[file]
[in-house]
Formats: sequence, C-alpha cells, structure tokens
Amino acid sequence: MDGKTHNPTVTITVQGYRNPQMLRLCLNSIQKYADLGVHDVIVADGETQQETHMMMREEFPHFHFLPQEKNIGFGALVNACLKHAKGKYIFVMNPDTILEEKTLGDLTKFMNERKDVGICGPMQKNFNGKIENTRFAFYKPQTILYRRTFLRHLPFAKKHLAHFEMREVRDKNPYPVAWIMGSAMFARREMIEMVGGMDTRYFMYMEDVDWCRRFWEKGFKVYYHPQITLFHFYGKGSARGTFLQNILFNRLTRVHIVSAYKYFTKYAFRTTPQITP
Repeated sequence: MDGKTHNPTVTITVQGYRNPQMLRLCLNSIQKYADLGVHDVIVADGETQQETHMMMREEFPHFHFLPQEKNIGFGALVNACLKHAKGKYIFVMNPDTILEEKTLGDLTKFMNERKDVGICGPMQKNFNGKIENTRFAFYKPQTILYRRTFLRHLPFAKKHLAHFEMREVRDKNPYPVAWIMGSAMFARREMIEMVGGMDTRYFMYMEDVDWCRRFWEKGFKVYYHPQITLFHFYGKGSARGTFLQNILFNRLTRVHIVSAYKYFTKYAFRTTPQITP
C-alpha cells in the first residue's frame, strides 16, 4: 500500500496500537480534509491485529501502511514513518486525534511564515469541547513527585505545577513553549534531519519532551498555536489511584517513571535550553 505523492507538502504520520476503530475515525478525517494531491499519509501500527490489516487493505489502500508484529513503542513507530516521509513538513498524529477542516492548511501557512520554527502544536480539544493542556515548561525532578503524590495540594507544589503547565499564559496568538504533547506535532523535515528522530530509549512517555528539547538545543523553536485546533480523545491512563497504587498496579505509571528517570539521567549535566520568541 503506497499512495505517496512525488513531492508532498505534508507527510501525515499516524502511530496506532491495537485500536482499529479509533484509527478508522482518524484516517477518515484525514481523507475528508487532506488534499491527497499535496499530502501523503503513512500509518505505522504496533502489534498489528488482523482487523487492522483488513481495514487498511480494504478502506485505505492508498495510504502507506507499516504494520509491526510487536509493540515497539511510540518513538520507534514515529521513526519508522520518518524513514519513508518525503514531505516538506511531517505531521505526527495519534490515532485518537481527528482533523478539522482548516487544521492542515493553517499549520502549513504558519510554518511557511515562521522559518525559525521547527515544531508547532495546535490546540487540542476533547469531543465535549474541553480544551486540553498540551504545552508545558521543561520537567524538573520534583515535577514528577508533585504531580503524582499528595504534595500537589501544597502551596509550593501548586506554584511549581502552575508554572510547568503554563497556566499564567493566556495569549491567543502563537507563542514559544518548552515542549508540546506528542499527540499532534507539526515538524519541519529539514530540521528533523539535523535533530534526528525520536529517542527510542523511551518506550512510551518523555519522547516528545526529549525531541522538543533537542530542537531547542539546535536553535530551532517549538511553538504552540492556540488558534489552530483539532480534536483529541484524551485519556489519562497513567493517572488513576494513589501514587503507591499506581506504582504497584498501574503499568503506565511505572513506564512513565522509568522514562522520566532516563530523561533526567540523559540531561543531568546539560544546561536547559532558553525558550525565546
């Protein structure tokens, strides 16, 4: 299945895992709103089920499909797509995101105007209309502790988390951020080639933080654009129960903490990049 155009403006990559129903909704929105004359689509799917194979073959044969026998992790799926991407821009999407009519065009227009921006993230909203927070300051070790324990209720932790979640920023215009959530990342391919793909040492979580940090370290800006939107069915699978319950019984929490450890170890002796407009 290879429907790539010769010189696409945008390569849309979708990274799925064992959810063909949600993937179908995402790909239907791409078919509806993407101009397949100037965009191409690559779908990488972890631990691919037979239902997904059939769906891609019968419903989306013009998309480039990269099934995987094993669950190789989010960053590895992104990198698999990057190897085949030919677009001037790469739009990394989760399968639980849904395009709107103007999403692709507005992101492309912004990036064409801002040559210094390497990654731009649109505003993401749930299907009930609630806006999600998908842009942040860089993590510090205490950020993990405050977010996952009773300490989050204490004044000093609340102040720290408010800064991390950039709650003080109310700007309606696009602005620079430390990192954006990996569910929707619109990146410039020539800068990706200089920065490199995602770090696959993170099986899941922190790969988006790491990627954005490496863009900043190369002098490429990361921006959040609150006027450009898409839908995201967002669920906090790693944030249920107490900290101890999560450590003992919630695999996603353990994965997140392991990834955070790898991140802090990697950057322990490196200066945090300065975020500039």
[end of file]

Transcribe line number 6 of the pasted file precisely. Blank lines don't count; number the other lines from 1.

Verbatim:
């Protein structure tokens, strides 16, 4: 299945895992709103089920499909797509995101105007209309502790988390951020080639933080654009129960903490990049 155009403006990559129903909704929105004359689509799917194979073959044969026998992790799926991407821009999407009519065009227009921006993230909203927070300051070790324990209720932790979640920023215009959530990342391919793909040492979580940090370290800006939107069915699978319950019984929490450890170890002796407009 290879429907790539010769010189696409945008390569849309979708990274799925064992959810063909949600993937179908995402790909239907791409078919509806993407101009397949100037965009191409690559779908990488972890631990691919037979239902997904059939769906891609019968419903989306013009998309480039990269099934995987094993669950190789989010960053590895992104990198698999990057190897085949030919677009001037790469739009990394989760399968639980849904395009709107103007999403692709507005992101492309912004990036064409801002040559210094390497990654731009649109505003993401749930299907009930609630806006999600998908842009942040860089993590510090205490950020993990405050977010996952009773300490989050204490004044000093609340102040720290408010800064991390950039709650003080109310700007309606696009602005620079430390990192954006990996569910929707619109990146410039020539800068990706200089920065490199995602770090696959993170099986899941922190790969988006790491990627954005490496863009900043190369002098490429990361921006959040609150006027450009898409839908995201967002669920906090790693944030249920107490900290101890999560450590003992919630695999996603353990994965997140392991990834955070790898991140802090990697950057322990490196200066945090300065975020500039």